Please use this identifier to cite or link to this item: http://hdl.handle.net/10497/24347
Title: 
Authors: 
Keywords: 
Singapore mother tongue language textbook
Students perception on the teaching material
Student survey and questionnaire
Issue Date: 
2022
Citation: 
Aw, G. P., Zhao, S., & Hu, X. (2022). A comparative study of the two sets of Chinese textbooks in Singaporean secondary schools. Researching and Teaching Chinese as a Foreign Language. Advance online publication. https://doi.org/10.1558/rtcfl.22907
Journal: 
Researching and Teaching Chinese as a Foreign Language
Abstract: 
In the ethnically heterogeneous and linguistically hybrid Singapore, its bilingualism education is characterised by the mandatory mother tongue policy for its three main ethnic groups. For Chinese students’ language acquisition, this is practised in a way that Chinese language instruction in Singapore has been differentiated into four streams according to their individual differences in language proficiency. This study reports the findings obtained from a public funded large-scale empirical research project with a focus on the Mother Tongue Language curriculum in Singapore secondary schools. The questionnaire survey consists of 4811 students from 24 Singaporean secondary schools categorised on the basis of three key family language backgrounds, namely: Chinese-dominant, Chinese-English mixed, and English dominant. Using a comparative study methodology, the study seeks to juxtapose the perceptions of Secondary 2 and 3 students regarding their current language textbooks (developed in 2011) against the textbooks published in 2002. The survey revealed two key findings which highlight the diverse learning needs of students from varying backgrounds, thus indicating a greater and more complex challenge surrounding the revision of upcoming Mother Tongue Language instructional materials. It is our hope that the details of main findings manifested in this study can shed some light on the future endeavours in innovating Chinese education in other parts of the world with the similar sociolinguistic context.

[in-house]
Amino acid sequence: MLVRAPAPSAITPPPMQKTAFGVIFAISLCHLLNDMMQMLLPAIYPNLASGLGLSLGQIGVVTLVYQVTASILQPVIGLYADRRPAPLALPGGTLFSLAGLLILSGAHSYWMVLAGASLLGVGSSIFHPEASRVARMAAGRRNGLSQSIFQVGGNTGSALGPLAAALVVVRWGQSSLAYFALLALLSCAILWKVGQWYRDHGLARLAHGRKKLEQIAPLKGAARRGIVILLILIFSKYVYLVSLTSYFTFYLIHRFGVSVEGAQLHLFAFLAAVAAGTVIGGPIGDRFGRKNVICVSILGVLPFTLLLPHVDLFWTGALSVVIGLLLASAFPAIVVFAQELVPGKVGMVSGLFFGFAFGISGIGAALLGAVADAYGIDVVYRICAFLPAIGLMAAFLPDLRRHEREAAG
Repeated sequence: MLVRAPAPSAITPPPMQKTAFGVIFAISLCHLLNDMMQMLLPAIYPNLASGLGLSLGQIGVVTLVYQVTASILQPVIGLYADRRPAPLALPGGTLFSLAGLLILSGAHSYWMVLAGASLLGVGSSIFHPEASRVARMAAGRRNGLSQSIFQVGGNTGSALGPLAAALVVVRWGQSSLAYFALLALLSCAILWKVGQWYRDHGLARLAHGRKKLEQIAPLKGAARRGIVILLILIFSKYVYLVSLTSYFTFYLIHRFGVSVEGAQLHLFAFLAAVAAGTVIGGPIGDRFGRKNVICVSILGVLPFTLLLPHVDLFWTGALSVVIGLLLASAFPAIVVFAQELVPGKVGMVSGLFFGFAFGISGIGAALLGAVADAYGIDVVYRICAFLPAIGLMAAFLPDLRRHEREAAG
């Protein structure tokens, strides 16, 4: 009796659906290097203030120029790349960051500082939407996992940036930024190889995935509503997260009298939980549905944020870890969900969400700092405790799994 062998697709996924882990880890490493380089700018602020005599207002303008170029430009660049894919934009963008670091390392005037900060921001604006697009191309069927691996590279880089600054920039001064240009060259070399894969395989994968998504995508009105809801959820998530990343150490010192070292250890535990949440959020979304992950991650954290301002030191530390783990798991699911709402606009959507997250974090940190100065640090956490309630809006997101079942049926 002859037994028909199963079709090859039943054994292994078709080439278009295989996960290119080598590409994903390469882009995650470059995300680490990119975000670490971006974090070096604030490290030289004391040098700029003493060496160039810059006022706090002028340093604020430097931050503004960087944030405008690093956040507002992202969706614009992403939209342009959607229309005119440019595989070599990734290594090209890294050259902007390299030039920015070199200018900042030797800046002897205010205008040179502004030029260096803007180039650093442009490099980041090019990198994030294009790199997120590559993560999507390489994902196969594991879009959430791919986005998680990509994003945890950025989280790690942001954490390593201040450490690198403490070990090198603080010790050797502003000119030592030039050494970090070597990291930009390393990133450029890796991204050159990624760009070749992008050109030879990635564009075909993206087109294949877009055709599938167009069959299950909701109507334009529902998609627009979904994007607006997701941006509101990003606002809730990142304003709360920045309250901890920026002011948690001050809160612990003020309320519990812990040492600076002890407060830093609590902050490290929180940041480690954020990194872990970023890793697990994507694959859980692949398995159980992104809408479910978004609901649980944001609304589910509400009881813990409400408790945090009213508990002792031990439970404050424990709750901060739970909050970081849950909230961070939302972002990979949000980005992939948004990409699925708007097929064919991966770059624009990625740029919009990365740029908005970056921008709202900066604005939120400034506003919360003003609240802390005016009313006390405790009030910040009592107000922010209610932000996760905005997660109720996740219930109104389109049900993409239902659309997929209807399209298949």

URI: 
ISSN: 
2053-1788 (print)
2053-1796 (online)
DOI: 
File Permission: 
None
File Availability: 
No file
Appears in Collections:Journal Articles

Show full item record

Page view(s)

11
checked on Sep 27, 2022

Google ScholarTM

Check

Altmetric


Items in DSpace are protected by copyright, with all rights reserved, unless otherwise indicated.